Toronto, July 20, 2016 - When newly arrived Syrian refugees attended an event hosted by the Armenian Family Support Services (AFSS) of the Holy Trinity Armenian Church this summer, CAMH was there to offer hope, support and resources.
“CAMH is helping us to open a communications channel about mental health for refugees,” said Maida Icliates, AFSS Board member and founder. “Together, we are bringing home the idea that mental health and illness can affect anyone, and that there is help.”
Her group recently hosted a presentation by CAMH’s Dr. Branka Agic and Dr. Tania Tajirian at a Community Support Circle for about 90 refugees. The participants of the biweekly group are among approximately 700 privately-sponsored Syrian-Armenian refugees who arrived in Toronto late last year.
Participants held candles at a vigil for peace -- and to think about their loved ones who remain in Syria.
The CAMH presentation focused on the successful integration and well-being of refugees.
Dr. Agic, who is CAMH’s Health Equity Manager, spoke about key factors in successful integration such as language skills and utilizing available community and social services. She also provided details and contact information for the New Beginnings Clinic, a joint initiative of CAMH and Women’s College Hospital. The new clinic provides direct support to primary care providers as well as treatment at CAMH for new refugees to Canada.
The most important needs for refugees are a sense of hope and opportunity based on community support, she said. Along with the basic necessities of food, clothing and a home, refugees need meaningful employment opportunities, access to health care, education and services. In turn, they have a tremendous capacity to enrich the society that has welcomed them.
Dr. Tajirian is Medical Head for CAMH’s Hospitalist Service and a member of the AFSS committee. She has been engaging CAMH colleagues on this initiative and is developing a series of lectures related to refugee mental health. At the AFSS support circle, she encouraged every participant to share their experiences. “Participants spoke about the tremendous difficulties of forced displacement, as well as their hopes for life in their new country,” she said.
Branka and Tania (at right in photo below) can empathize with the refugee journey on a personal level – Branka fled her home in Sarajevo during the Bosnian War; Tania is an Armenian-Iraqi refugee who fled her home in Kuwait after the first Gulf War.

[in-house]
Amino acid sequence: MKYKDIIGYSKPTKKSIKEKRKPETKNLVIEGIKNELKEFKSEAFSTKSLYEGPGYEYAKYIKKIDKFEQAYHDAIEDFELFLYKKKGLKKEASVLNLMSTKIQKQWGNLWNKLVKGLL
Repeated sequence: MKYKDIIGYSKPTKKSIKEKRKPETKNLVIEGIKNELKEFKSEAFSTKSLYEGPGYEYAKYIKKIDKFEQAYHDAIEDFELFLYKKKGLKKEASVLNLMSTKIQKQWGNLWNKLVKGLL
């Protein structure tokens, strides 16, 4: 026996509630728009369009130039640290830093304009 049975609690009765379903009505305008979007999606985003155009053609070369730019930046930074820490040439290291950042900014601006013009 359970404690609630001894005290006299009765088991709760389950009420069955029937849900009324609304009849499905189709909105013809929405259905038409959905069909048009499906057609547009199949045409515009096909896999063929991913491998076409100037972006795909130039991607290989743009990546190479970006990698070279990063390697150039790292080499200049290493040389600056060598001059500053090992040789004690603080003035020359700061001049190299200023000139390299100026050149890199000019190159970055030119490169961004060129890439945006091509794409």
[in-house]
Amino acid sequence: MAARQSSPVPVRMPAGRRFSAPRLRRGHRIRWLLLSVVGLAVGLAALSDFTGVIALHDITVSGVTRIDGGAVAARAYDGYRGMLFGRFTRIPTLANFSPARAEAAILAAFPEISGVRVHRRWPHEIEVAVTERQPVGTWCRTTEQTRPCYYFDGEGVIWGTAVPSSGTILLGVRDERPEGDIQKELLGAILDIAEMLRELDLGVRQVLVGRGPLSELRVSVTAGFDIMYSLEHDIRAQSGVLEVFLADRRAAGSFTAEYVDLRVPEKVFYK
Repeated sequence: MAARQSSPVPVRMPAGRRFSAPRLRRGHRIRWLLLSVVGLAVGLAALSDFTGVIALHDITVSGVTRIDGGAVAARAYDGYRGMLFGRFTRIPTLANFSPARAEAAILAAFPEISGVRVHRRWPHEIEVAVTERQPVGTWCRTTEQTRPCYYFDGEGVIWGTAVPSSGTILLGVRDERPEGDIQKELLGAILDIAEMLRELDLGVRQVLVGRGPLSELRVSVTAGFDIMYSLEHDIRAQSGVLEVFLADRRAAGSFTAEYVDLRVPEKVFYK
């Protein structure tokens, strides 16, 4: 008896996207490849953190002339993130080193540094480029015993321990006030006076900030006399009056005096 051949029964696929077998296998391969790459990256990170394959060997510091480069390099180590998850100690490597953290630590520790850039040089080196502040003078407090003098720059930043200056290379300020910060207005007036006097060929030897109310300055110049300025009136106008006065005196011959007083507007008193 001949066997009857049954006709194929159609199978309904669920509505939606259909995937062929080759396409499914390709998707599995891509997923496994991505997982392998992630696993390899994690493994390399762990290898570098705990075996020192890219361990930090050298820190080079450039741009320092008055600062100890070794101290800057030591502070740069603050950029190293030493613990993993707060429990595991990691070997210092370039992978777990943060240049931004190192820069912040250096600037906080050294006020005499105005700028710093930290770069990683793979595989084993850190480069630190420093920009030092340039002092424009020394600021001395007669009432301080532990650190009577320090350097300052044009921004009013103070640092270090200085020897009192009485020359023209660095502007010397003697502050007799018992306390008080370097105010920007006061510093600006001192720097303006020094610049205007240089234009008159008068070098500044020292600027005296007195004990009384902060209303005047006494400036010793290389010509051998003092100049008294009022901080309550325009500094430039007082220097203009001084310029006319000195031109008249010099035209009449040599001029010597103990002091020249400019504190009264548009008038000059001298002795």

Maida closed the session by addressing the “amot” – an Armenian term indicating shame about mental health. She spoke about the serious consequences – such as hospitalization -- when stigma may prevent a person from seeking the immediate help they need. Participants were given the CAMH New Beginnings contact line -- 416-535-8501 ext. 31683 – as well as the 310-COPE service.
Participants also enjoyed pot luck meals, blessed by Rev. Archpriest Fr. Zareh Zargarian, and Armenian songs and dance, with a live performance by musician Mher Minasian.
“Many of the participants approached us to thank us for opening this dialogue on mental health,” said Maida. “One person who approached me, a mother who has a child with special needs, said she felt the session made her feel it was okay to seek support. That is really important, that we give permission to people to seek help.” A future session by CAMH will focus on support and resources for smoking cessation.
As the evening support circle came to a close, all participants gathered in the church sanctuary to light a candle for peace “and to think of their loved ones still in Syria,” Maida said.
CAMH is partnering with the Sherbourne Health Centre and Thorncliffe Neighborhood Office to build a refugee mental health framework.
The New Beginnings Clinic – a joint initiative of CAMH and Women’s College Hospital -- offers a range of refugee mental health services to primary care providers and refugees.
CAMH is stepping up its local, national and global efforts on refugee mental health as Canada welcomes a surge of 25,000-plus Syrian refugees.